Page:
Axons of the basket neurons terminate in relation to the cell bodies of Purkinje neurons while stellate neuron axons terminate in relation to the Purkinje dendrites. Axons from Golgi neurons terminate at the mossy fiber-granule cell junction in the cerebellar glomeruli. Since all three of these neurons are inhibitory, as are the Purkinje neurons, the only excitatory neuron in the cerebellar cortex is the granule cell.

The other type of fiber in the cerebellar cortex is the climbing fiber. These arise from the inferior olivary nuclear complex. They pass through the medullary white matter and the granular layer of the cortex and, upon reaching the Purkinje cell layer, they climb upon the Purkinje cell body and pass onto the dendrites. They make multiple synapses on the Purkinje cell and are strongly excitatory.

Cerebellar Nuclei

Embedded in the cerebellar white matter near the roof of the fourth ventricle are the cerebellar nuclei (Sls. 16, 17).  From medial to lateral, these are the fastigial, globose, emboliform, and dentate.  The globose and emboliform nuclei are referred to functionally as the interposite (interposed) nucleus.

Cerebral  Cerebellum

The cerebellar hemispheres receive most of their input from the cerebral cortex and this occurs through the massive cortico-ponto-cerebellar pathway. Impulses from the frontal lobe descend as frontopontine fibers in the anterior and posterior limbs of the internal capsule and the medial part of the cerebral crus (Sl. 31).  Impulses from the other lobes of the cerebrum descend as parieto-temporo-occipitopontine fibers through the posterior limb of the internal capsule and the lateral part of the cerebral crus (Sl. 31).  Both groups of fibers terminate ipsilaterally in the pontine nuclei (Sls. 21, 22, 23, 24, 25, 26, 27, 28, 29).  The pontine nuclei give rise to the deep and superficial transverse pontine fibers (Sls. 21, 22, 23, 24, 25, 26, 27, 28, 29), which, after decussating, traverse the contralateral basilar pons and form the contralateral middle cerebellar peduncle (Pl. 30; Sls. 19, 20, 21, 22, 23, 24, 25).  From here they are distributed mainly to the lateral parts of the hemisphere.

The Purkinje neurons of the lateral part of the hemisphere project ipsilaterally to the dentate nucleus (Sls. 16, 17).  This huge, convoluted nucleus is the chief source of the fibers in the superior cerebellar peduncle.  These dentatofugal fibers pass rostrally in the superior cerebellar peduncle as it courses initially in the roof of the fourth ventricle (Sls. 19, 21), then in the roof and wall (Sls. 23, 24), and finally enters the tegmentum of the rostral pons (Sls. 25, 26, 27, 28).  The superior cerebellar peduncle decussates at the level of the inferior colliculus (Pl. 29; Sls. 29, 30), and the dentatofugal components of the cerebellothalamic projection continue rostrally through and adjacent to the red nucleus (Sls. 33, 34) to the prerubral field part of the subthalamus (Sls. 36, 37, 38).  From here they enter the thalamic fasciculus (Sls. 37, 38, 39, 40, 41) through which they reach the ventral lateral nucleus (Sls. 37, 38, 39, 40, 41, 42).  The ventral lateral nucleus projects to the motor cortex.  Thus, the influence of the cerebral cerebellum on skilled movements is directed rostrally through the contralateral thalamus to the motor area of the cerebral cortex.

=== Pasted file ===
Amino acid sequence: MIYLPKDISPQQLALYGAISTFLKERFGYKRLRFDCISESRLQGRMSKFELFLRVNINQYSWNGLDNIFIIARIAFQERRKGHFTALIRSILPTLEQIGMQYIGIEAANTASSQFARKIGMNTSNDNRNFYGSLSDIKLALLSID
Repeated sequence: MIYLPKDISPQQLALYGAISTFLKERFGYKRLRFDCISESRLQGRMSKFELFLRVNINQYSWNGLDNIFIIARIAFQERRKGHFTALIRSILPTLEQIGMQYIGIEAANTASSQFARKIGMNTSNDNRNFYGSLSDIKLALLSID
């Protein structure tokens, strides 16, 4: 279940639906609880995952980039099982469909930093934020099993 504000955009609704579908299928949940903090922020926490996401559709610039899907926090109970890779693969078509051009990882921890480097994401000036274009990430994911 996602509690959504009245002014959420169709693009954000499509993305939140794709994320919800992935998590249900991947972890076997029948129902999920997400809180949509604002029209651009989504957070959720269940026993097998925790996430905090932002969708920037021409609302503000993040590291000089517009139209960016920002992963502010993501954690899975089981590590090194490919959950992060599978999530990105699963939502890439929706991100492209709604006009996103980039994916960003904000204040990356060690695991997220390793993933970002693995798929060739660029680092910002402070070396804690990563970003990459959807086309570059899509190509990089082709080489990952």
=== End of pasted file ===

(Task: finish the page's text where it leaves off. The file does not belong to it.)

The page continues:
Spinal Cerebellum

Information from individual mechanoreceptors in muscles and tendons of the lower limb reaches the cerebellum via a 2-neuron path.  The first neurons are the large unipolar cells in the lumbosacral ganglia.  The central branches of their axons sweep into the spinal cord through the medial divisions of the dorsal roots, ascend in the gracile tract (Sls. 1, 2, 3, 4), and synapse in the dorsal nucleus of Clarke.  Identify this nucleus in the dorsomedial part of lamina VII (Sl. 5). The large myelinated axons from the second order neurons in the dorsal nucleus pass laterally and form the dorsal spinocerebellar tract, which is located at the surface of the posterior part of the lateral funiculus (Sls. 5, 6, 8).

Two interesting features related to the termination of the primary axons and the origin of the secondary axons of this spinal-cerebellar path are: 1) the smaller size of the gracile tract in the cervical region as compared to the lumbar because of the large numbers of axons that terminate between L.2 and C.8 (compare slides 3 and 6), and 2) the absence of the dorsal spinocerebellar tract below L.2 places the lateral corticospinal tract at the dorsolateral surface of the lumbosacral spinal cord (Sls. 1, 2, 3).